A Systematic Literature Review on Question Prompt Lists and Shared Decision Making in Health Care
Australian Commission on Safety and Quality in Health Care
April – September 2014
This project involved a systematic literature review concerning the use of Question Prompt Lists (QPLs) to facilitate communication, patient question asking, information gathering and information provision to patients by health care professionals during health care consultations. QPLs may be prepared lists of questions relevant to the health condition prepared by research teams but they also include patient generated question prompt lists.
What we did
A systematic search was undertaken to identify relevant literature concerning QPLs including academic databases, Google-based and snowball searching. Forty-two relevant studies reporting 50 interventions were identified. There was evidence that a QPL endorsed by the physician increased total question asking. Using a QPL also increased question asking concerning specific content areas (e.g. prognosis). There was some evidence that physicians provided more information during these consultations. There were no consistent findings concerning effects on patient knowledge recall, anxiety and satisfaction or consultation time. Some interventions that increased question asking had longer consultation times.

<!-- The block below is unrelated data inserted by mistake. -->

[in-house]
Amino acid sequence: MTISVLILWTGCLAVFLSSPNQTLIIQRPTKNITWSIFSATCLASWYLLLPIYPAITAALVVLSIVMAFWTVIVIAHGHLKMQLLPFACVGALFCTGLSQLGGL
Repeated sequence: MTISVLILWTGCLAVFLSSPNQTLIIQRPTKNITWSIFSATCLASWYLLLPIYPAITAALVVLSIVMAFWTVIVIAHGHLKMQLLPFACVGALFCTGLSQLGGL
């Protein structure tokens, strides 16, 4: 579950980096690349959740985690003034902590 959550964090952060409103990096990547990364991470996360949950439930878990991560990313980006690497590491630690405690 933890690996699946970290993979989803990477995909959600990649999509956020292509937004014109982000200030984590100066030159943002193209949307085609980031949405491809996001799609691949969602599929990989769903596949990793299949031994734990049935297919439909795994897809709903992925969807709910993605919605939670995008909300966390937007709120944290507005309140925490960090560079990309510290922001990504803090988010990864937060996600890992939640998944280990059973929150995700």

There is evidence that an appropriate QPL, endorsed by the physician and provided immediately before the consultation, may increase patient question asking and lead to more information being provided by the physician.
These findings lend support to QPL use in routine practice. Further trials might address the research issues identified including an assessment of the optimal length of a QPL and QPL adaptation for cultural and special needs groups.
Sansoni J, Grootemaat P, Duncan C, Samsa P and Eagar K (2014) A Systematic Literature Review on Question Prompt Lists in Health Care (Final Report). Centre for Health Service Development, University of Wollongong.